Orlando’s Overheard: Alliance honored, Outloud’s new host and more

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One Orlando Alliance honored

On July 15th, Orange County Mayor Theresa Jacobs honored the One Orlando Alliance with the 2017 Distinguished Citizen of the Year Award, the first time the county gave the award to a group.

The One Orlando Alliance is made up of over 40 local service organizations, including Watermark, and serves as a vital support system to strengthen the community in the wake of the Pulse tragedy.

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Orange County gets its first transgender deputy

By : Billy Manes
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ORLANDO – As transgender rights continue to snowball at the end of Pride month – despite political opposition via religious freedom and bathroom bills – Rebecca Storozuk has hit the message homeward in Central Florida. Her message? People should be who they are. In an Orlando Sentinel article published June 23, Storozuk made it clear to the masses that she was indeed the Orange County Sheriff’s Department’s lone transgender deputy with a headline reading, “I’m becoming who I want to be.”

As the story goes, Storozuk always identified as a female – even though born as “Peter” – and played the role of high-school jock fairly well all the way up to military service

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Watermark’s 16 Most Remarkable People of ’16

By : Watermark Staff
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Watermark has chosen those who stood out from the LGBTQ community – 16 remarkable individuals who made a mark in 2016; whether through activism, generosity or beating the odds.

It has been a difficult year for all of us, both politically and personally, and those we have selected have made the most change, been the most inspiring and helped to make our LGBTQ community that much stronger in the face of adversity.

Below, our 16 Most Remarkable People of ’16.

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A Change of Heart: Orange County Mayor Teresa Jacobs and her new advocacy

By : Billy Manes
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It’s hard to remember the Teresa Jacobs of yore. The mayor of Orange County (and former commissioner with a “regular people” angle on governance) has seen her share of public turmoil in recent years. She was, of course, partially responsible for “textgate,” in which commissioners and the mayor were caught discussing earned sick time with lobbyists on their electronic devices during a public meeting. That’s not really legal. There was litigation. It got pretty ugly.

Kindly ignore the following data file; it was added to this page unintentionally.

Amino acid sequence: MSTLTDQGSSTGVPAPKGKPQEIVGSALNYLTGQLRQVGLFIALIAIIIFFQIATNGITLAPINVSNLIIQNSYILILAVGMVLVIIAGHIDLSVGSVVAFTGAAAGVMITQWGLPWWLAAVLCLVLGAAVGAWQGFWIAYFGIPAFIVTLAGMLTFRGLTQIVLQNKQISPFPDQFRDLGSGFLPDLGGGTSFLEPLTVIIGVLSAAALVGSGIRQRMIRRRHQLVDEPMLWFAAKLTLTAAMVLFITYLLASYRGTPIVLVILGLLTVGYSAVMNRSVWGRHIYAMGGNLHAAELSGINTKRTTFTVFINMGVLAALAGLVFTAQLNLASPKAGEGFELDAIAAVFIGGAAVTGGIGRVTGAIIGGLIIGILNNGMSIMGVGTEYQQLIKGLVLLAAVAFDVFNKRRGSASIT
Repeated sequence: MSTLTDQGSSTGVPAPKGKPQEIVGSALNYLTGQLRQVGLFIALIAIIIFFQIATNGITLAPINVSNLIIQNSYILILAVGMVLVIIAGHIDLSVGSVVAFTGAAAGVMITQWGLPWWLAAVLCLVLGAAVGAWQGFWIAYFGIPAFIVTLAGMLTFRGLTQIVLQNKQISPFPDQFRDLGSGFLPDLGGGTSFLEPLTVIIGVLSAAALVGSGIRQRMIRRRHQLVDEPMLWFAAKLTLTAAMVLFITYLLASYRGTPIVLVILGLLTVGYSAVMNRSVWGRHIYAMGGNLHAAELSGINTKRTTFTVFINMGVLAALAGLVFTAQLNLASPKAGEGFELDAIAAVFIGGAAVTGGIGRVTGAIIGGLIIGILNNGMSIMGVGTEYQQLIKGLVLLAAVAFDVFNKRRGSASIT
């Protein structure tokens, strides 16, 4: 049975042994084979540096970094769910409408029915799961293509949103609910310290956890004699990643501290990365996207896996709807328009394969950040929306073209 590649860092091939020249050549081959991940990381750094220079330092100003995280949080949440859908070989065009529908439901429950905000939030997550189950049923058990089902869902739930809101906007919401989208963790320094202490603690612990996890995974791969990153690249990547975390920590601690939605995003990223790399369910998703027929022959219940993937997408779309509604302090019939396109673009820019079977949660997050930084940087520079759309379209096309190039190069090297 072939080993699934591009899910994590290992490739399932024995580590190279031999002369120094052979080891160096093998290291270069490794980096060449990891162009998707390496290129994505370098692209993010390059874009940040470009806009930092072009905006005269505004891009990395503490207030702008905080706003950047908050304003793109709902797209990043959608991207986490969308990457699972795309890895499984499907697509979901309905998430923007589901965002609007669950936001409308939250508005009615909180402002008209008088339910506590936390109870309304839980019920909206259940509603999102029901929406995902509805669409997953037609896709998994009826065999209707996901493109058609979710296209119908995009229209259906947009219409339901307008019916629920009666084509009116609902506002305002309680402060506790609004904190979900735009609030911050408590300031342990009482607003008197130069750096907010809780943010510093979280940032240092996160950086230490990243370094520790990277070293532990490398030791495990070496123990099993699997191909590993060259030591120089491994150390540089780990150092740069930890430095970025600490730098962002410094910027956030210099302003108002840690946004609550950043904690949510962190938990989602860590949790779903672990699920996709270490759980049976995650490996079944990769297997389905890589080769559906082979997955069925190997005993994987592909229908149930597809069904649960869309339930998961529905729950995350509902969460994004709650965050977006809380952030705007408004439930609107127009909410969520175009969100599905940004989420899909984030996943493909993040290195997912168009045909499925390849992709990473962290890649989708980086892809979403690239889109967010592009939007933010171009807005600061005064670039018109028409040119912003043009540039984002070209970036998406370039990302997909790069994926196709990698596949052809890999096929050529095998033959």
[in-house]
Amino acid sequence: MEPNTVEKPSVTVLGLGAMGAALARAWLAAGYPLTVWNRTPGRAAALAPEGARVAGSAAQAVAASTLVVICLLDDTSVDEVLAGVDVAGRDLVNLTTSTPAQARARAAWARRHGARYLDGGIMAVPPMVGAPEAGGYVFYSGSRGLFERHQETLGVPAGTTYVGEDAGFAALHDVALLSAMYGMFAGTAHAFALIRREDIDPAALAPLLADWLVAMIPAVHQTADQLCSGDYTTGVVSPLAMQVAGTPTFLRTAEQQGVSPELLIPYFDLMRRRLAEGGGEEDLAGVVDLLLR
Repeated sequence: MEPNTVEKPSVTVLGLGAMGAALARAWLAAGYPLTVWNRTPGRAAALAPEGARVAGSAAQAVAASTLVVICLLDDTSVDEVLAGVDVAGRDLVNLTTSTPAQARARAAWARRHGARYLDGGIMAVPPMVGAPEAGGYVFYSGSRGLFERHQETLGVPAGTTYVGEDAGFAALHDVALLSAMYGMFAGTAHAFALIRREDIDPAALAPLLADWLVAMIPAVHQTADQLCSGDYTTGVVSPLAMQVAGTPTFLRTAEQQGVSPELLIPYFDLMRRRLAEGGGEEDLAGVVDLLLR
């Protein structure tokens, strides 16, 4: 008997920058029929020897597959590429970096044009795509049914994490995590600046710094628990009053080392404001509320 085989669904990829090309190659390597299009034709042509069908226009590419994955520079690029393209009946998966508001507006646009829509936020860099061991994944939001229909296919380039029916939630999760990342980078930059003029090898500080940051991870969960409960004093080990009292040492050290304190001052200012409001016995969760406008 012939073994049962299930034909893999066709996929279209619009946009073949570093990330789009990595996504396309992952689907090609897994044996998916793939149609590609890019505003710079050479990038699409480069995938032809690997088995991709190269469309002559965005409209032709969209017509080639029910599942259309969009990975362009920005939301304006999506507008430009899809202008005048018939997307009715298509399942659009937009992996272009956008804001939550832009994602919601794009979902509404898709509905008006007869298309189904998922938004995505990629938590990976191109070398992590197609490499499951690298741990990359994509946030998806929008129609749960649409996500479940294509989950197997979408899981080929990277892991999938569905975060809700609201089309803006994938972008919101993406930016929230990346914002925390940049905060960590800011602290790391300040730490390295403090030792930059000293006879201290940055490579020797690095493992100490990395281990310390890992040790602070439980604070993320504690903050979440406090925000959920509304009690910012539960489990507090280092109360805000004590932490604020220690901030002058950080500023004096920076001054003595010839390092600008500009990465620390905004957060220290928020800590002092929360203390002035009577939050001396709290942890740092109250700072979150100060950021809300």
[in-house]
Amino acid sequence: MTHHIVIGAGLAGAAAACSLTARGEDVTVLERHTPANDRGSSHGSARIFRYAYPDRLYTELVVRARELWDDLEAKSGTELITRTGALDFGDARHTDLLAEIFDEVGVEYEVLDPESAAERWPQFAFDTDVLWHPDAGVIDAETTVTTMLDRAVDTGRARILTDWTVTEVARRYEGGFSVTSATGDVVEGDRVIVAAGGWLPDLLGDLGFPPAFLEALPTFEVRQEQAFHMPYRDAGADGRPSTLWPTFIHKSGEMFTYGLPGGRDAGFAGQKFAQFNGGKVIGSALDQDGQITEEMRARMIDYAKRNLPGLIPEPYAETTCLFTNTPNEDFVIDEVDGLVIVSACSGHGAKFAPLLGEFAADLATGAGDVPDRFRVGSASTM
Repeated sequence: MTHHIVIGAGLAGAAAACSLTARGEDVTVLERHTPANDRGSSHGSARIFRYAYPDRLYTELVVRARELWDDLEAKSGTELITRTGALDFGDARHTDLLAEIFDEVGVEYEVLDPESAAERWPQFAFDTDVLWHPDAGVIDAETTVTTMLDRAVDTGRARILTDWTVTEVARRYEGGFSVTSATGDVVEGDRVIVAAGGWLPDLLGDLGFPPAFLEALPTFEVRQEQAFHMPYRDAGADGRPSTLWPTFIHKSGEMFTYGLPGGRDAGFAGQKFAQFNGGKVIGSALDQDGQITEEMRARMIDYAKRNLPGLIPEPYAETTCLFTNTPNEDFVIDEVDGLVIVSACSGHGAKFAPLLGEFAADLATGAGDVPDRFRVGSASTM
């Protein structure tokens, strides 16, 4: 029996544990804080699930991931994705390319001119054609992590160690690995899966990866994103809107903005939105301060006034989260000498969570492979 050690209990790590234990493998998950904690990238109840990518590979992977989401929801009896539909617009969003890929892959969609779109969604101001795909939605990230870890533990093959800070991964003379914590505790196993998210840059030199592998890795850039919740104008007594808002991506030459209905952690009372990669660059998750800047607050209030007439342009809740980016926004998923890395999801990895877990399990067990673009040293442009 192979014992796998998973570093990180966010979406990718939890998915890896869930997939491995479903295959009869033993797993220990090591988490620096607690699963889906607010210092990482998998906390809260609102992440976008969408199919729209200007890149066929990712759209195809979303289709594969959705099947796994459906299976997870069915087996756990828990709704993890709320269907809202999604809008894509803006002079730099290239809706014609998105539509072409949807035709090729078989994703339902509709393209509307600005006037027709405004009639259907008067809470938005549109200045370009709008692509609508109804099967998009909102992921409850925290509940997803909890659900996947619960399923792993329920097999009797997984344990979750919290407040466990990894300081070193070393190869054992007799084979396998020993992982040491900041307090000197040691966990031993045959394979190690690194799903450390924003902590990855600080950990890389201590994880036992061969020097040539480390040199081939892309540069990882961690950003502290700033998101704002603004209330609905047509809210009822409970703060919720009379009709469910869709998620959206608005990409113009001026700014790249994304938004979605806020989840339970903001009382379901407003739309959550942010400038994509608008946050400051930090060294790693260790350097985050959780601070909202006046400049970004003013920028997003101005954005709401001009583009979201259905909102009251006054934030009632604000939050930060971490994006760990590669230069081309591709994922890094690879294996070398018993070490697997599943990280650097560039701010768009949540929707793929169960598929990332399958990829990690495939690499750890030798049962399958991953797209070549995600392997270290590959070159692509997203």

But sitting down with her today, she’s believably a changed woman from the one we confronted about LGBTQ rights in 2012. She’s genuine. She’s crying. Pulse happened under her watch.

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Uprisings: Diminishing returns

By : Billy Manes
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Though anyone who is taking the time to read this missive understands that this writer’s cynicism weighs more than two heavy bricks in two large pockets, the fact that the Aug. 30 primary only drew a 20 percent crowd in Orange County – and a similar number in Pinellas County – is a bit of a kick in the teeth. In some ways, I’ll take the blame. I was asked by numerous voters who to vote for, but I didn’t have the time to just throw numbers and precincts in their faces. I also didn’t, perhaps, do my due diligence in making that clear.

In a primary, in a gay paper, we don’t generally parse details. You’re with us, or you’re against us. We aren’t going to vote Republican, generally, so there’s that (sorry about your logs). The pols that have been with us were very clear in their messaging, and we likely profiled them in the past. The ones who are against us? Well, there aren’t enough ticks in a clock for us to deal with them at any reasonable length. So, on one hand, I’m issuing an apology. If any news source should be standing and screaming into the district-depths of individual primaries, it should be us, mine, the one that I edit. On the other hand, these are small towns and there are a lot of voices, many of which are familiar with my contact information, so I didn’t want to sink into the quicksand of political gamesmanship. In fact, because of social media, I did make some personal comments on personal pages, and I may have overstepped and come off as a dick.